Blogs and Social Networking

Josh is a freelance blogger and trying to start his own over at extendably.com – check it out!

Like most people, my first experience with blogs was on Blogger.com. Within about a day it peed me off and I decided to check out this ‘WordPress’ thing everyone was going on about.

After trying WordPress.com I ended up hosting my own WordPress blog, it took me a while to learn all about it but I liked it a lot.

Because I came into blogging at such a late date (7 months or so ago) I don’t really know the history between WordPress and Moveable Type that well, apart from knowing everyone was using MT before WP came along and blew it away.

I’ve always been interested in MT as well, just because the last couple releases have been looking pretty cool. I actually rarely ever seem to encounter any blogs which use it any more, but I’m presuming it’s still a fairly popular service.

The thing which puts me off just trying it out however is that I don’t know if I can be bothered learning a whole new blogging platform all over again, in fact I’m sure it’s the same for a lot of WordPress users.



Anyway, this week Moveable Type released version 4.2 of their software along with their ‘Pro’ product which looks particularly interesting:

“Movable Type Pro lets you turn any site into a full social publishing platform, combining all of Movable Type's abilities as a blogging and CMS with social networking features like profiles, ratings, user registration, forums, following, and more.”

What’s interesting about this is that a new service called BuddyPress is being created to bring the same kind of features to WordPress (without the need for plugins that is).

Read also:  Zabasearch free and advanced people search engine

The success of blogging has always been in the author’s ability to interact with a community of reader; these kinds of changes help keep blogging relevant and ahead of the curve.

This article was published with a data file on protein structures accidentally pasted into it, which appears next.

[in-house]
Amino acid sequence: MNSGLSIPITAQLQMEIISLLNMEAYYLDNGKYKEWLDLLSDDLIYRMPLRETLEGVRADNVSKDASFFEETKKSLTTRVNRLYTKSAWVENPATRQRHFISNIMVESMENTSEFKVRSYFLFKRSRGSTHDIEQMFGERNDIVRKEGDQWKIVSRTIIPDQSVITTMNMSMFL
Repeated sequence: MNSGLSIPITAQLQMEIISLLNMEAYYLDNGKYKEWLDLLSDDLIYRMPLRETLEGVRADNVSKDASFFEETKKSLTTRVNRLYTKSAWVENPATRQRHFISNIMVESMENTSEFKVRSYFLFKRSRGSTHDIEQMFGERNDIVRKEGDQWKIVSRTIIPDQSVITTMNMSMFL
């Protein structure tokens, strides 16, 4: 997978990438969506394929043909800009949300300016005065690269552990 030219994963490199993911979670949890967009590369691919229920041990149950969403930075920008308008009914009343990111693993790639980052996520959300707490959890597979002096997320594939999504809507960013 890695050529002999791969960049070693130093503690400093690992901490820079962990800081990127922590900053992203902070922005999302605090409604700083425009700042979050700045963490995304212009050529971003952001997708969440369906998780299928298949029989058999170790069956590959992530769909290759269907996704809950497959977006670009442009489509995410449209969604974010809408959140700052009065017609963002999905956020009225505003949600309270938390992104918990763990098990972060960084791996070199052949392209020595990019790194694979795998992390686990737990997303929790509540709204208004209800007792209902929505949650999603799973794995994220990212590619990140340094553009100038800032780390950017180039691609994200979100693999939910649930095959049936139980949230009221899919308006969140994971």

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Responses to Blogs and Social Networking

  1. Transcontinental August 16, 2008 at 1:03 pm #

    Hi Josh, and congratulations for starting extendably.com. I never managed a blog myself, less for technical issues which get to be learned than for the fear of "the white page" ...

    I started wondering what makes a blog successful. I guess criteria is double : the content of course, and the dynamic. People tend to come back when they've learned something, but tend to abandon when what they've learned is not moving to another topic. I admire Martin as one of the most prolific techie bloggers I know, besides the content which is neither preppy nor dull. Not obvious and requires a full-time labor investment, I guess.

    Your blog is yours, I've liked what I've discovered there, the continuation of your style and ideas here expressed. I visit extendably.com every day like I visit Ghacks and a dozen other essential ones -- in my opinion --

    Keep on the good work, "ya guys", we are many to really appreciate your commitment!

  2. Rarst August 16, 2008 at 1:42 pm #

    >the content of course, and the dynamic

    I wish it was that simple. Marketing means a lot and personal connections mean a lot.

    It's like in real world - you may be super smart but that doesn't make you super succesful instantly. :)

    I also have freshly started blog and it only reinforced my opinion that it takes months (if not years) of work to make even small dent on Internet landscape.